How motion sensors are revolutionising adult social care in Birmingham

Birmingham Adult Social Care Service has introduced monitoring technology in the homes of vulnerable citizens, using information from motion sensors to help keep them safe and make life easier for their families and carers. 

The monitoring technology uses motion sensors placed around a person’s home, such as in rooms and on front and back doors, to establish their activity levels. 

Although these motion sensors do not record videos, sound or pictures, they are linked to secure web pages that designated family members and/or carers can view online. This online information provides very useful insight into how active a person is at home, by identifying their capability to move between rooms and open and close front and back doors for example.

The following scenarios demonstrate how information from the activity monitoring technology has helped to reassure a daughter that her elderly father remains safe and well: 

One evening I noticed from the online activity monitoring charts that my Dad’s front door was opened at 10.30pm and not shut. I was concerned that he had gone out and had not returned home. I went to his house and found him fast asleep in bed, with the front door wide open and the TV and lights on. Without the sensors I would not have been alerted to the problem and his house would not have been secure over night. 

Before the motion sensors had been installed, I was concerned that Dad was sleeping in his chair and not going to bed. However, the sensor in his bedroom shows he does actually go to bed at night.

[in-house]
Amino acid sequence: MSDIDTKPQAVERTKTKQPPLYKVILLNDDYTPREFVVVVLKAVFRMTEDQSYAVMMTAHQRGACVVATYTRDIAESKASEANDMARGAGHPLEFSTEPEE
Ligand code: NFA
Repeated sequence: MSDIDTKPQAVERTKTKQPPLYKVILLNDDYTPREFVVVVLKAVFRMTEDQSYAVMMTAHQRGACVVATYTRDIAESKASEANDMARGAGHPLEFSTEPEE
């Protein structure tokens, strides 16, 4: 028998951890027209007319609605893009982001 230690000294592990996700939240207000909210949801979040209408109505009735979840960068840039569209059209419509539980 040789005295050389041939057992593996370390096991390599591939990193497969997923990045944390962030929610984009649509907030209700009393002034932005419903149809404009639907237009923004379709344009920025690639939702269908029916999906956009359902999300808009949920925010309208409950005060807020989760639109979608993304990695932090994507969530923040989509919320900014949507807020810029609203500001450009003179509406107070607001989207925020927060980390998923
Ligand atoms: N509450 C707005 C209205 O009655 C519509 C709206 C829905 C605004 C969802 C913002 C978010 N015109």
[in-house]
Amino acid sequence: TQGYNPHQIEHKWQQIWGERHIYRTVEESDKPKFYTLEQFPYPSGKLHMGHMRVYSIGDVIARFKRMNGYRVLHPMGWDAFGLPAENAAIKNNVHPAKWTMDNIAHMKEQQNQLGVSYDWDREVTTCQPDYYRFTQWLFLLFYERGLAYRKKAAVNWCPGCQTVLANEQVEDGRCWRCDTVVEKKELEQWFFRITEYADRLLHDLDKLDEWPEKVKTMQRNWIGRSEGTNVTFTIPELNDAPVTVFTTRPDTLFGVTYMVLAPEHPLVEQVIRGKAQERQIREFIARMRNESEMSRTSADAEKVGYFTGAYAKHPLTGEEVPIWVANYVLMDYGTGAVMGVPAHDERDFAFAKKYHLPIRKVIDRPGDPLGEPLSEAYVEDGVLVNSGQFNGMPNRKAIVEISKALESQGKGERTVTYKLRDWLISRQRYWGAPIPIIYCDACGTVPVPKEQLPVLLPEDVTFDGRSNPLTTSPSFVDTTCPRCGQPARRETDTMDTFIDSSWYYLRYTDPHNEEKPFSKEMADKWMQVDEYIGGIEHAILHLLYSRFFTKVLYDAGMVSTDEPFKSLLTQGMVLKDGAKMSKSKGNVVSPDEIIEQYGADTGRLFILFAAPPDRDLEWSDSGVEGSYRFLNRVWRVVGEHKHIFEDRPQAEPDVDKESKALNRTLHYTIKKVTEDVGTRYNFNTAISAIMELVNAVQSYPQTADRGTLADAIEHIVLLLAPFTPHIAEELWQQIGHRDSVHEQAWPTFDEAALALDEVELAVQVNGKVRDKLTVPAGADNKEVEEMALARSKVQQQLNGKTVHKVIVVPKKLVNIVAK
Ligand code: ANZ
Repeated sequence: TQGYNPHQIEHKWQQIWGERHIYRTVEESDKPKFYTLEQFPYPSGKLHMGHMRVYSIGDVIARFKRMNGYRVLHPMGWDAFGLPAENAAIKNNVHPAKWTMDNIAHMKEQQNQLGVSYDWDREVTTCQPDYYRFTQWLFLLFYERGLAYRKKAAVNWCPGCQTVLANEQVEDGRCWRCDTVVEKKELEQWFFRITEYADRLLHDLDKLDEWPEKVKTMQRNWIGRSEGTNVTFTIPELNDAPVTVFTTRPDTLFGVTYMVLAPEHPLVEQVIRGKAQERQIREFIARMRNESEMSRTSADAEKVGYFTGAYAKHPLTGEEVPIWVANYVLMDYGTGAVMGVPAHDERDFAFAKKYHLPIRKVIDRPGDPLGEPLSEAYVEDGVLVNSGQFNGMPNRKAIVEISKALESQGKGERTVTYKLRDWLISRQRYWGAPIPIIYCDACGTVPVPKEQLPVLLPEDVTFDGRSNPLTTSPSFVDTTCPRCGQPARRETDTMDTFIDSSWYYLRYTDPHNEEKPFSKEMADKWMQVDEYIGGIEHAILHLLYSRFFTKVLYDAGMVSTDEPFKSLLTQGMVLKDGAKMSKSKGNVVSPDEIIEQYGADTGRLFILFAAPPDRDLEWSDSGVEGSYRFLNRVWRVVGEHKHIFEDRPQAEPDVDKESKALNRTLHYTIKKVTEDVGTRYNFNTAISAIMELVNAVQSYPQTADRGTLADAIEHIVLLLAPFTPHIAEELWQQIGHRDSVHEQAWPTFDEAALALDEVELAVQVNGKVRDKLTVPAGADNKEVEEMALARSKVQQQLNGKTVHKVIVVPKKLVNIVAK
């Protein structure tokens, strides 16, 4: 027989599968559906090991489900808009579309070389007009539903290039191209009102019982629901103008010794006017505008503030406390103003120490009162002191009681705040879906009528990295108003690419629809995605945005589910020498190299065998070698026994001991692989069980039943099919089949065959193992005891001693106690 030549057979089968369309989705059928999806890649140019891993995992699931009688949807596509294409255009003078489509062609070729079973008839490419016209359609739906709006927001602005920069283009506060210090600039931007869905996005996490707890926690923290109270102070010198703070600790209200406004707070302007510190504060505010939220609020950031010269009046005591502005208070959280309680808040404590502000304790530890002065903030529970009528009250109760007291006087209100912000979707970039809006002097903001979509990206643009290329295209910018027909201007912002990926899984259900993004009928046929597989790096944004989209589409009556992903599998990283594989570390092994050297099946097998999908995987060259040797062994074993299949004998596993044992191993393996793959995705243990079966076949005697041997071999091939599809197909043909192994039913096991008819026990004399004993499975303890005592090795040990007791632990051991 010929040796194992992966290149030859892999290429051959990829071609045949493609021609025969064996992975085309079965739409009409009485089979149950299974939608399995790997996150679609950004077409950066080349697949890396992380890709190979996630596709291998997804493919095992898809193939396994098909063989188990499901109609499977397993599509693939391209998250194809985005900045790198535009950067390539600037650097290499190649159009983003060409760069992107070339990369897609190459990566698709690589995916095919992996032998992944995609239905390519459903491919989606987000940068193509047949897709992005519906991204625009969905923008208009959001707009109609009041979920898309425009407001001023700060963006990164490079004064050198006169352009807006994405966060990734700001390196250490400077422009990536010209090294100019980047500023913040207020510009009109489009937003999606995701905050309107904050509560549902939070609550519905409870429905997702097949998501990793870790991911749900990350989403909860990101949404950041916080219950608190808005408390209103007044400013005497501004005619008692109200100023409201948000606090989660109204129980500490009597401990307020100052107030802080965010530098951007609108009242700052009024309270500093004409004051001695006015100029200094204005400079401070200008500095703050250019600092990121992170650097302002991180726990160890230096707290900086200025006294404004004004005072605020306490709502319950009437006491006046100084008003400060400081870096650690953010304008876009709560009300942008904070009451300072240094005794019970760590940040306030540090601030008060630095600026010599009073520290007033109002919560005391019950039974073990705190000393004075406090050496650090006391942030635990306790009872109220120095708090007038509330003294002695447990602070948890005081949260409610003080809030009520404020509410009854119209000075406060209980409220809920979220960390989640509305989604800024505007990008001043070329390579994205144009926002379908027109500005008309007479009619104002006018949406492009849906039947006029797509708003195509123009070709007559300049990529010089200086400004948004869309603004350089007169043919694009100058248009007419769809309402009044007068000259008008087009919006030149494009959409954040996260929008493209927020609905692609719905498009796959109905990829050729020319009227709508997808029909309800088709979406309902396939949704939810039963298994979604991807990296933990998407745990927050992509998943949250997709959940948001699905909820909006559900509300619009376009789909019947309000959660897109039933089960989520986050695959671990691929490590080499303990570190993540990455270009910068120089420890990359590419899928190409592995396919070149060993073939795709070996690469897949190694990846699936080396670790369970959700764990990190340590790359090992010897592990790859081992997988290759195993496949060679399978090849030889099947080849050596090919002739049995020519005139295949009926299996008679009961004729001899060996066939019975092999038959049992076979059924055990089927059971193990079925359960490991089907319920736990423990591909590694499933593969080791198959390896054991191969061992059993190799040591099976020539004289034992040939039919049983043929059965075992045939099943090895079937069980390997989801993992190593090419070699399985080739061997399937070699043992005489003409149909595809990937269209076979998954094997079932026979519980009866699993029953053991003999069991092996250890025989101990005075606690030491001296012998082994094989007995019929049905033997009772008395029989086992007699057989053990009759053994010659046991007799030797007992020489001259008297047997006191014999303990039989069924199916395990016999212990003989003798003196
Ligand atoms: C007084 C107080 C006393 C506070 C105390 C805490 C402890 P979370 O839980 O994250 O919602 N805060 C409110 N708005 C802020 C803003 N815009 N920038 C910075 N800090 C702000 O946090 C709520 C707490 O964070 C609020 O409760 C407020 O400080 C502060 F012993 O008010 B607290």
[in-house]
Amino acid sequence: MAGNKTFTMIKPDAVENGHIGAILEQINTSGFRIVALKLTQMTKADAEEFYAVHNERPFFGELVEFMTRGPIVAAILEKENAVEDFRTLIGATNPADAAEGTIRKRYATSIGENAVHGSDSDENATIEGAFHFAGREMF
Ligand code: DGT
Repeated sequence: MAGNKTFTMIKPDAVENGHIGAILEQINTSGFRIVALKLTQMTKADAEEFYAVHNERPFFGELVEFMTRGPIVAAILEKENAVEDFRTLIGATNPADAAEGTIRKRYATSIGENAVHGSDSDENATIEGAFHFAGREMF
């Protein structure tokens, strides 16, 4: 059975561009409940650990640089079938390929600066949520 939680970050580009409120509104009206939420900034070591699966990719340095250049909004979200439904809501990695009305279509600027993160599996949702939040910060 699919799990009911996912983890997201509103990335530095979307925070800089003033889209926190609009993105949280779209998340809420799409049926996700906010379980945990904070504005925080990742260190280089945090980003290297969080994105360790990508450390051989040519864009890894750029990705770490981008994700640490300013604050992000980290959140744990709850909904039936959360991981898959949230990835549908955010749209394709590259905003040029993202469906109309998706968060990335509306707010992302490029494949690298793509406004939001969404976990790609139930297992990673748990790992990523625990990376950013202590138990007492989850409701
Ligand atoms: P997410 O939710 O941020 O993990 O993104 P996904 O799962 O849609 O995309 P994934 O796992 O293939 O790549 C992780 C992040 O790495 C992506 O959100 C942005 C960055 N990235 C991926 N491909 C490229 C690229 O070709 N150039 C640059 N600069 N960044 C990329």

I also thought that Dad slept through the night as that's what he had told me. The sensors show that he actually gets up 2-3 times per night to go to the toilet, though I'm now reassured that he does not open the front door during the night.

The motion sensors also show that Dad gets up a lot earlier than I had expected. Because of this I have arranged for the carer to come earlier in the morning to make his breakfast.  

I also identified from the motion sensors that Dad goes to bed by 8pm – much earlier than we had thought.  I have therefore arranged for an evening carer to fit in with his bed time routine. 

Originally the activity monitoring system was only to be used for around four weeks to provide information for assessing Dad’s capability. However, I have decided to continue using it, as it has been so helpful in reassuring me that he is safe and well.

With the continual rapid pace of technological advancements, councils are increasingly making local public services available digitally. The introduction of monitoring systems is a great example of this, demonstating how the council is working more collaboratively to deliver improved, technology enabled services that make a real difference to people’s lives.

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